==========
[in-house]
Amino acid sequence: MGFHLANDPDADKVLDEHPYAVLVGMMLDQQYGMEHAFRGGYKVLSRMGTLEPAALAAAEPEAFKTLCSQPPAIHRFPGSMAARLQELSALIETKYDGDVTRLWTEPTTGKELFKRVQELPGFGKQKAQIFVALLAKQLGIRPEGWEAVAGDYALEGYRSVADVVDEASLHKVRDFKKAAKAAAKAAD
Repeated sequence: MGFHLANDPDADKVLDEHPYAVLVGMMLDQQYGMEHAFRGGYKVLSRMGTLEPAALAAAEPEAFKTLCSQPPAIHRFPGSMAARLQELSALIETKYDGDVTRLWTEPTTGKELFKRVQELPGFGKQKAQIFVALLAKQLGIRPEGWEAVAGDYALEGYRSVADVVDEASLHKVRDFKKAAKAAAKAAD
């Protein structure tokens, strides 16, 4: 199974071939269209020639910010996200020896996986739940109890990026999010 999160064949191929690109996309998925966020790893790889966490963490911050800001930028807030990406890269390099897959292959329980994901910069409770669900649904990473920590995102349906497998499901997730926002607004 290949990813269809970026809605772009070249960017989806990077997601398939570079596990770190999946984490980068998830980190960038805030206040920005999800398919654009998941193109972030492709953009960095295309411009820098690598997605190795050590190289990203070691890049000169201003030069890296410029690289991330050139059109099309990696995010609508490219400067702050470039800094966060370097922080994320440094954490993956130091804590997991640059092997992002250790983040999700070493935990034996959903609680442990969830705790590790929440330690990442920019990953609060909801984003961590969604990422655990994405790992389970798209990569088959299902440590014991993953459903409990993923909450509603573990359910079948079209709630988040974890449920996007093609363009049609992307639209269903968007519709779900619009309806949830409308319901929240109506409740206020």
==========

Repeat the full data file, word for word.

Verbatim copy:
[in-house]
Amino acid sequence: MGFHLANDPDADKVLDEHPYAVLVGMMLDQQYGMEHAFRGGYKVLSRMGTLEPAALAAAEPEAFKTLCSQPPAIHRFPGSMAARLQELSALIETKYDGDVTRLWTEPTTGKELFKRVQELPGFGKQKAQIFVALLAKQLGIRPEGWEAVAGDYALEGYRSVADVVDEASLHKVRDFKKAAKAAAKAAD
Repeated sequence: MGFHLANDPDADKVLDEHPYAVLVGMMLDQQYGMEHAFRGGYKVLSRMGTLEPAALAAAEPEAFKTLCSQPPAIHRFPGSMAARLQELSALIETKYDGDVTRLWTEPTTGKELFKRVQELPGFGKQKAQIFVALLAKQLGIRPEGWEAVAGDYALEGYRSVADVVDEASLHKVRDFKKAAKAAAKAAD
């Protein structure tokens, strides 16, 4: 199974071939269209020639910010996200020896996986739940109890990026999010 999160064949191929690109996309998925966020790893790889966490963490911050800001930028807030990406890269390099897959292959329980994901910069409770669900649904990473920590995102349906497998499901997730926002607004 290949990813269809970026809605772009070249960017989806990077997601398939570079596990770190999946984490980068998830980190960038805030206040920005999800398919654009998941193109972030492709953009960095295309411009820098690598997605190795050590190289990203070691890049000169201003030069890296410029690289991330050139059109099309990696995010609508490219400067702050470039800094966060370097922080994320440094954490993956130091804590997991640059092997992002250790983040999700070493935990034996959903609680442990969830705790590790929440330690990442920019990953609060909801984003961590969604990422655990994405790992389970798209990569088959299902440590014991993953459903409990993923909450509603573990359910079948079209709630988040974890449920996007093609363009049609992307639209269903968007519709779900619009309806949830409308319901929240109506409740206020």